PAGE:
“[T]his collection includes an awesome range of work – from autobiographical to political to surreal to silly, as well as a wonderful introduction by one of the contributing artists contextualizing the work.”
A good deal has been written, and rightly so, about the role protest poetry has played in this “Arab spring.” Less has been said about political poetry’s younger cousin: the political cartoon.
The Arabic graphic novel has had a somewhat rocky start. Dogged by financial issues, censorship, and a suspicion that it is not really for grown-ups, the genre is just now finding its legs.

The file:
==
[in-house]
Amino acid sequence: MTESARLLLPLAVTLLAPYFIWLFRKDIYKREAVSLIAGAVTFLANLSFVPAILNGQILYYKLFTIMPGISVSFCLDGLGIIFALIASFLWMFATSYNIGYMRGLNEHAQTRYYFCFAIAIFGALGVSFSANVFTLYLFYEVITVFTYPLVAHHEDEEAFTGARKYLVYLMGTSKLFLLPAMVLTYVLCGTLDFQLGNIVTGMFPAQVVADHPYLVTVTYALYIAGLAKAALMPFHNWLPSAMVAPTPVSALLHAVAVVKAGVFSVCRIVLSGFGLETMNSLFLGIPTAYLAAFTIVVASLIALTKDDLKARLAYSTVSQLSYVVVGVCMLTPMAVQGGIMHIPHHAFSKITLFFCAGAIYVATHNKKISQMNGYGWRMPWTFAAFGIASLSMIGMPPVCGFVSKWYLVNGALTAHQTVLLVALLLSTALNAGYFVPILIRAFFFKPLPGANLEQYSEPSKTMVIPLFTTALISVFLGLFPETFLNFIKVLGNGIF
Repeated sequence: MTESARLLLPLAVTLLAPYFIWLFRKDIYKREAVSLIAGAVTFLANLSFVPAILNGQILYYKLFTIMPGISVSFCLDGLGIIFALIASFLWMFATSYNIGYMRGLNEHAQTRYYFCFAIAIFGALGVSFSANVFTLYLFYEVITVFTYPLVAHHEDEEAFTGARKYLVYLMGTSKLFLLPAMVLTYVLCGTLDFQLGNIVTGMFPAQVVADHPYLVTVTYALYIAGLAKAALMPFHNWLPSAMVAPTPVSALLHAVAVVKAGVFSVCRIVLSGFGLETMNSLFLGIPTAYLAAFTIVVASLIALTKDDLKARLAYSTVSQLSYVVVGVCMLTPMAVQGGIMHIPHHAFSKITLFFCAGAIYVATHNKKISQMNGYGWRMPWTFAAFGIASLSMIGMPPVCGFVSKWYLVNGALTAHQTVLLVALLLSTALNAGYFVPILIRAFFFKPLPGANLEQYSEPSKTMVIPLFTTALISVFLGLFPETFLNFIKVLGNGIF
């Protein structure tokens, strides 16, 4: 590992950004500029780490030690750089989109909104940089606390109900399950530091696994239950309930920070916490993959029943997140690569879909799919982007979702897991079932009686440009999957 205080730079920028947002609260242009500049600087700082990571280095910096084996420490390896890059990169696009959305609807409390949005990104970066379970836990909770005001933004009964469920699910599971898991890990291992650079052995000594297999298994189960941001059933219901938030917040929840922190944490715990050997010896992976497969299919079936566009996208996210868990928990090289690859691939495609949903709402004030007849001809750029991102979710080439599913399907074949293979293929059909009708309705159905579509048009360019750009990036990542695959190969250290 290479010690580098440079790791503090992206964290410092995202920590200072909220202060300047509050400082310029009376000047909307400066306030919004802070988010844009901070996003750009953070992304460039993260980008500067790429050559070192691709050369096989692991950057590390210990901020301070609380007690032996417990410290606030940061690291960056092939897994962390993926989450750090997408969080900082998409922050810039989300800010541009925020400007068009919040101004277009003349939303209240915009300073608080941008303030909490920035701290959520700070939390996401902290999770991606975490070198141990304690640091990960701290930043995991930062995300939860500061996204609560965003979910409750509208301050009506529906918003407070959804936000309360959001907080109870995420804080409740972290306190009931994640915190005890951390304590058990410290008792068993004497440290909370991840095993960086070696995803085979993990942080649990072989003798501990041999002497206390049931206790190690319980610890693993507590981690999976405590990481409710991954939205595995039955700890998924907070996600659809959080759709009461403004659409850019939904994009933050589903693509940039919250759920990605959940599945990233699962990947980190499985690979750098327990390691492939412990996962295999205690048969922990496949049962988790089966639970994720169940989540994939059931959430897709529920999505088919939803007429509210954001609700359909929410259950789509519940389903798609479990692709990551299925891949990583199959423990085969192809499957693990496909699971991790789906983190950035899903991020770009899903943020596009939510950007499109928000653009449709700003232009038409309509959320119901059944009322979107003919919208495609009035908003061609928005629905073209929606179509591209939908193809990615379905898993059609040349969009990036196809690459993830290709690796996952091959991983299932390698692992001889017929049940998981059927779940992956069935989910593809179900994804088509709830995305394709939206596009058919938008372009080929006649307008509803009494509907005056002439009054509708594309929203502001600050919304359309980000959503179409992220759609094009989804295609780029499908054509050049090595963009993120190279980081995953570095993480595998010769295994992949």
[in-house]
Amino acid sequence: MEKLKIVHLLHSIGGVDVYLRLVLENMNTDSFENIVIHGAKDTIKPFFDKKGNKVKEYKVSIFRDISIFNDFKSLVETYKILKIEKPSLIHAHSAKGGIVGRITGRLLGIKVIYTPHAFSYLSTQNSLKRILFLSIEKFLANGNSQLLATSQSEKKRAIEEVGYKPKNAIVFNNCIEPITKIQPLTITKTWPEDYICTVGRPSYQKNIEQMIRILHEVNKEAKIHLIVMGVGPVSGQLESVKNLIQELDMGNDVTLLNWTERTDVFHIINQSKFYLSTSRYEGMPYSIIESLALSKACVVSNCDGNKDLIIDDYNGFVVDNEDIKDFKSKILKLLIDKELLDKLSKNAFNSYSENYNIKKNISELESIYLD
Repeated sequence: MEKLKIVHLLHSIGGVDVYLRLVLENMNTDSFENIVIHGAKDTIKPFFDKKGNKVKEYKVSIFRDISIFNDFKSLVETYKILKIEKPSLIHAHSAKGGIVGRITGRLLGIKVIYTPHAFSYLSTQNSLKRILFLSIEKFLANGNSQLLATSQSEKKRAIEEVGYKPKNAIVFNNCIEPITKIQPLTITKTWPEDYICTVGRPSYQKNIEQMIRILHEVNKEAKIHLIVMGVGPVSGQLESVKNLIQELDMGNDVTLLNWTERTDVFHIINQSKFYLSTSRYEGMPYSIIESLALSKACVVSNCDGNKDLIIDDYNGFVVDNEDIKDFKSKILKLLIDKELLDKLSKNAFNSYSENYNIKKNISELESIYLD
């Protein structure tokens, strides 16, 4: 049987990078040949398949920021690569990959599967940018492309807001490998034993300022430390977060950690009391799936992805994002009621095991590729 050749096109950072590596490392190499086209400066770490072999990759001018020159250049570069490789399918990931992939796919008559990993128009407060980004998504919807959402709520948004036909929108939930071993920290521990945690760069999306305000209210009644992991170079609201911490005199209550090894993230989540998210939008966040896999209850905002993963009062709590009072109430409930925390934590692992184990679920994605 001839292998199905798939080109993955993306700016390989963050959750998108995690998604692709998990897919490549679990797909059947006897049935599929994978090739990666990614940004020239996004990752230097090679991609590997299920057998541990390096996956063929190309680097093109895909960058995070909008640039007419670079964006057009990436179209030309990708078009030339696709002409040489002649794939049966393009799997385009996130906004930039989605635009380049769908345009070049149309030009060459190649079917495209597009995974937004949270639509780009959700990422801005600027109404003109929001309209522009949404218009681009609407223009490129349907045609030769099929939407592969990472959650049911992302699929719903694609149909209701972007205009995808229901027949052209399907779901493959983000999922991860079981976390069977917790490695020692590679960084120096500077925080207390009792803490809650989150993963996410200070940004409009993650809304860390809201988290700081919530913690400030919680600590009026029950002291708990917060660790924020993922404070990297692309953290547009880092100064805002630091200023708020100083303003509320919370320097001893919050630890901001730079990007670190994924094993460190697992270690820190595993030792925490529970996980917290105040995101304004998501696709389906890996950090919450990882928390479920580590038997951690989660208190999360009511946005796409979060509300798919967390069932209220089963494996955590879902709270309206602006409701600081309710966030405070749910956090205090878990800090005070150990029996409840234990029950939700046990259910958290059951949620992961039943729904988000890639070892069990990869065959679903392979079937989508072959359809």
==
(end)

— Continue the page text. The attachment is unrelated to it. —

In a few weeks, the Arab Fund for Arts and Culture—formerly based in Amman, now in Beirut—promises to launch its first open call for proposals for its Arab Graphic Novel Program.
Or, if you prefer, “graphic novels”: The new publication in question—which sold out its initial print run in two hours—is definitely for grown-ups. The magazine, called TokTok, is apparently stamped with the advice: “Keep out of reach of children.”